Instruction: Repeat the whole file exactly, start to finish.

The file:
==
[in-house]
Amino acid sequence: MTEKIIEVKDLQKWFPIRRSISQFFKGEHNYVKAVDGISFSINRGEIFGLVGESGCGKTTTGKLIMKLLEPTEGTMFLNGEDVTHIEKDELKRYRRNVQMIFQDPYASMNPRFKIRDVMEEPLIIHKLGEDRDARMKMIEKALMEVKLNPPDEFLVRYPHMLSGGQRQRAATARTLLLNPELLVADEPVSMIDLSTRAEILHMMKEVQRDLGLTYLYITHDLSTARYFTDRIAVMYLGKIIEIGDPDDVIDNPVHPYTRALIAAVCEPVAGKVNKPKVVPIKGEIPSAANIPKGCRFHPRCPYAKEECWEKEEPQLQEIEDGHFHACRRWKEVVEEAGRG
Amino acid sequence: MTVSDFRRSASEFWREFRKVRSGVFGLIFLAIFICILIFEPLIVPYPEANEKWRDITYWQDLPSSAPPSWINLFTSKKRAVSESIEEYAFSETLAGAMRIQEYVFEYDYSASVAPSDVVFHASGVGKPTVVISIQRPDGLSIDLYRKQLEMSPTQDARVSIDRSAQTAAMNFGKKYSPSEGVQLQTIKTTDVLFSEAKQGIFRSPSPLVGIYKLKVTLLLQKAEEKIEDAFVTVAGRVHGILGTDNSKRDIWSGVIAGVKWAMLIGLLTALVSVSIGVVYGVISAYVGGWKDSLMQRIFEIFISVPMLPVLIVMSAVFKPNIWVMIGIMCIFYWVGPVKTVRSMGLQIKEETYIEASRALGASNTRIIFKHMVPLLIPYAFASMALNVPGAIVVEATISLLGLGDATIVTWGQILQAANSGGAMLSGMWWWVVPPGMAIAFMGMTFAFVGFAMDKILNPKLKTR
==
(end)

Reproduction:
[in-house]
Amino acid sequence: MTEKIIEVKDLQKWFPIRRSISQFFKGEHNYVKAVDGISFSINRGEIFGLVGESGCGKTTTGKLIMKLLEPTEGTMFLNGEDVTHIEKDELKRYRRNVQMIFQDPYASMNPRFKIRDVMEEPLIIHKLGEDRDARMKMIEKALMEVKLNPPDEFLVRYPHMLSGGQRQRAATARTLLLNPELLVADEPVSMIDLSTRAEILHMMKEVQRDLGLTYLYITHDLSTARYFTDRIAVMYLGKIIEIGDPDDVIDNPVHPYTRALIAAVCEPVAGKVNKPKVVPIKGEIPSAANIPKGCRFHPRCPYAKEECWEKEEPQLQEIEDGHFHACRRWKEVVEEAGRG
Amino acid sequence: MTVSDFRRSASEFWREFRKVRSGVFGLIFLAIFICILIFEPLIVPYPEANEKWRDITYWQDLPSSAPPSWINLFTSKKRAVSESIEEYAFSETLAGAMRIQEYVFEYDYSASVAPSDVVFHASGVGKPTVVISIQRPDGLSIDLYRKQLEMSPTQDARVSIDRSAQTAAMNFGKKYSPSEGVQLQTIKTTDVLFSEAKQGIFRSPSPLVGIYKLKVTLLLQKAEEKIEDAFVTVAGRVHGILGTDNSKRDIWSGVIAGVKWAMLIGLLTALVSVSIGVVYGVISAYVGGWKDSLMQRIFEIFISVPMLPVLIVMSAVFKPNIWVMIGIMCIFYWVGPVKTVRSMGLQIKEETYIEASRALGASNTRIIFKHMVPLLIPYAFASMALNVPGAIVVEATISLLGLGDATIVTWGQILQAANSGGAMLSGMWWWVVPPGMAIAFMGMTFAFVGFAMDKILNPKLKTR